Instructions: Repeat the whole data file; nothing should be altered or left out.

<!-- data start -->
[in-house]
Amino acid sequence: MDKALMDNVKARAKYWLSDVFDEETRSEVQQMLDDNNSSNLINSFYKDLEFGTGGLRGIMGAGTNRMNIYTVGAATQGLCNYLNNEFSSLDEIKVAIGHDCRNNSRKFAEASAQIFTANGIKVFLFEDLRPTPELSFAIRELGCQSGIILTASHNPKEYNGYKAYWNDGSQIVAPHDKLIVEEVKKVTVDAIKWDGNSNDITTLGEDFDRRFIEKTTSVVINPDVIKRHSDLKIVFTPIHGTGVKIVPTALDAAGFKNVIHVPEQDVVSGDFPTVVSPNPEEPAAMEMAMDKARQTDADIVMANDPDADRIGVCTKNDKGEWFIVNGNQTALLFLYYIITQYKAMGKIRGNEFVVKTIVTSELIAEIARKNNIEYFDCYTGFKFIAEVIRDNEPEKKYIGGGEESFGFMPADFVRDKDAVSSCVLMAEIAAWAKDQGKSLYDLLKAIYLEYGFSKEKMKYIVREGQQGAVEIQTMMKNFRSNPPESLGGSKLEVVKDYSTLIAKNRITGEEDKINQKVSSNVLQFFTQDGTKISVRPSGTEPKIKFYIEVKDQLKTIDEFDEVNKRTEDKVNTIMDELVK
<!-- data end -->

[in-house]
Amino acid sequence: MDKALMDNVKARAKYWLSDVFDEETRSEVQQMLDDNNSSNLINSFYKDLEFGTGGLRGIMGAGTNRMNIYTVGAATQGLCNYLNNEFSSLDEIKVAIGHDCRNNSRKFAEASAQIFTANGIKVFLFEDLRPTPELSFAIRELGCQSGIILTASHNPKEYNGYKAYWNDGSQIVAPHDKLIVEEVKKVTVDAIKWDGNSNDITTLGEDFDRRFIEKTTSVVINPDVIKRHSDLKIVFTPIHGTGVKIVPTALDAAGFKNVIHVPEQDVVSGDFPTVVSPNPEEPAAMEMAMDKARQTDADIVMANDPDADRIGVCTKNDKGEWFIVNGNQTALLFLYYIITQYKAMGKIRGNEFVVKTIVTSELIAEIARKNNIEYFDCYTGFKFIAEVIRDNEPEKKYIGGGEESFGFMPADFVRDKDAVSSCVLMAEIAAWAKDQGKSLYDLLKAIYLEYGFSKEKMKYIVREGQQGAVEIQTMMKNFRSNPPESLGGSKLEVVKDYSTLIAKNRITGEEDKINQKVSSNVLQFFTQDGTKISVRPSGTEPKIKFYIEVKDQLKTIDEFDEVNKRTEDKVNTIMDELVK